Title

Pediatric tympanic membrane cholesteatoma: Systematic review and meta-analysis

Document Type

Conference Proceeding

Publication Date

1-1-2017

Publication Title

International Journal of Pediatric Otorhinolaryngology

Publisher

Elsevier Ireland Ltd

Volume

102

First page number:

21

Last page number:

27

Abstract

Introduction Tympanic membrane cholesteatoma (TMC) is a rare anomaly found in pediatric patients with no significant otologic history. Its pathogenesis appears distinct from congenital mesotympanic cholesteatoma. This systematic review and meta-analysis evaluates the management of TMC. Methods Two authors independently conducted a systematic review using the PubMed-NCBI, Cochrane Library, and Web of Science databases. Studies describing cases of pediatric TMC were included. Patients with history of chronic otitis, otorrhea, trauma, or otologic surgery were excluded. Results Seventeen articles were included for a total of 45 patients. Mean age was 35.9 months with 56% female. Patients aged ≥36 months had significantly larger cholesteatomas than younger patients (4.2 vs 1.9 mm, p = 0.004). Nine patients (20%) had middle ear extension but none had middle ear or ossicular disease. CT scans influenced management in 1 of 26 patients. All patients were managed surgically by transcanal approach (93%) or retroauricular approach (7%). Surgery involved enucleation without TM perforation (80%) or complete excision with TM grafting (20%). In 23 patients, the fibrous TM remained intact, and there were no recurrences in this group at a mean follow-up of 11 months. Overall, there was 1 recurrence (2%), eventually requiring reoperation. No patients experienced persistent tympanic membrane perforation, chronic otitis, or hearing loss. Conclusion TMC occurs in pediatric patients without an otologic history. Associated middle ear involvement has not been reported. CT scanning may not be necessary for work up and management of this disorder. A transcanal approach with enucleation is often sufficient treatment. Risk of recurrence appears lower than with congenital mesotympanic cholesteatoma. © 2017 Elsevier B.V.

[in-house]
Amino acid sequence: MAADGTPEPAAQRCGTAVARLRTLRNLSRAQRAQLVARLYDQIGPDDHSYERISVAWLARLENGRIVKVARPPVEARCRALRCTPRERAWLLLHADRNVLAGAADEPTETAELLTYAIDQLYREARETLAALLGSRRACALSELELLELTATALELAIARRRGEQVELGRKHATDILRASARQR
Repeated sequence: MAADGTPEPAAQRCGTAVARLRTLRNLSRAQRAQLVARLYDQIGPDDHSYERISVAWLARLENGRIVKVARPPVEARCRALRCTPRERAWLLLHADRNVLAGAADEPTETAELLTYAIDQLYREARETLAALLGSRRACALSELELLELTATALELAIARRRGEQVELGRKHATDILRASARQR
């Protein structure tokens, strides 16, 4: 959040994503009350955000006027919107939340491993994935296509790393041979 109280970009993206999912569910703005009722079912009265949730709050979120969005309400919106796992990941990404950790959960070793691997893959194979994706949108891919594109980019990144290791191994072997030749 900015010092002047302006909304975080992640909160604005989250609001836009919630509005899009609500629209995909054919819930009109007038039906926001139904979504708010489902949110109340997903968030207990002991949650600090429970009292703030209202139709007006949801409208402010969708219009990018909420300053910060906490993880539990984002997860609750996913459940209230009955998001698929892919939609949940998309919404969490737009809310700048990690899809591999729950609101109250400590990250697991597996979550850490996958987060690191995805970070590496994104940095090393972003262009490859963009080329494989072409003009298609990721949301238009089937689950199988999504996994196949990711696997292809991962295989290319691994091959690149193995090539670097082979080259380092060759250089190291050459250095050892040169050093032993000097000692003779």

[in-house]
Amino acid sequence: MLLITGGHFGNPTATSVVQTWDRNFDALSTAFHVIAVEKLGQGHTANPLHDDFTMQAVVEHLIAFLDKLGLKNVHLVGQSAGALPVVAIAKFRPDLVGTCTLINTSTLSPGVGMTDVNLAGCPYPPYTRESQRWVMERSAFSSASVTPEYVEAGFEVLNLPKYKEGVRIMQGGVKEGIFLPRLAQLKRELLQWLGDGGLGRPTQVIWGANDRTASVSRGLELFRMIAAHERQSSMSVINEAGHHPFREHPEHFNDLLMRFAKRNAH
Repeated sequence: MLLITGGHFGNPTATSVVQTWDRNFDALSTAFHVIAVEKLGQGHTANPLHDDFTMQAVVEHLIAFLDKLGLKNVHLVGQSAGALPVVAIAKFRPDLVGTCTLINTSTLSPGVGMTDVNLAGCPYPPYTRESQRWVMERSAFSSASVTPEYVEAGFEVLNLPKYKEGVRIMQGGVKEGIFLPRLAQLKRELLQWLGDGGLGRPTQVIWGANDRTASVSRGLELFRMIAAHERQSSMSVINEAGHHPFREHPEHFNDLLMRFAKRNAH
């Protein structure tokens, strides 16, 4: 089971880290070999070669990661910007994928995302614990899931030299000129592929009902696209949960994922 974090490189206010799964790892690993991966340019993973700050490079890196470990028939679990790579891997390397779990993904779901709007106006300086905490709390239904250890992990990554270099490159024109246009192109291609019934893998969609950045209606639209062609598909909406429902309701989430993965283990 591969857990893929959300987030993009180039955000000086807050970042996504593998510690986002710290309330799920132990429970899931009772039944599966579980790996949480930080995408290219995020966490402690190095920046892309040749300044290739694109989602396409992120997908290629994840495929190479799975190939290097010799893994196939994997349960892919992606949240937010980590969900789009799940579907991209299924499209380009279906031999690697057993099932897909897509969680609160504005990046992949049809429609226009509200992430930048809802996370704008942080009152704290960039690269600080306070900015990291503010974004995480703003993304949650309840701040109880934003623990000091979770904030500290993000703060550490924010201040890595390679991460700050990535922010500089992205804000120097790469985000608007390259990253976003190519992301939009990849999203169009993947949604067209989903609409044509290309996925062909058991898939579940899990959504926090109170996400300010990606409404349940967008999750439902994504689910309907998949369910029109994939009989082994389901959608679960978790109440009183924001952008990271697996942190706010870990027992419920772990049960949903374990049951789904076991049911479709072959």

Language

english

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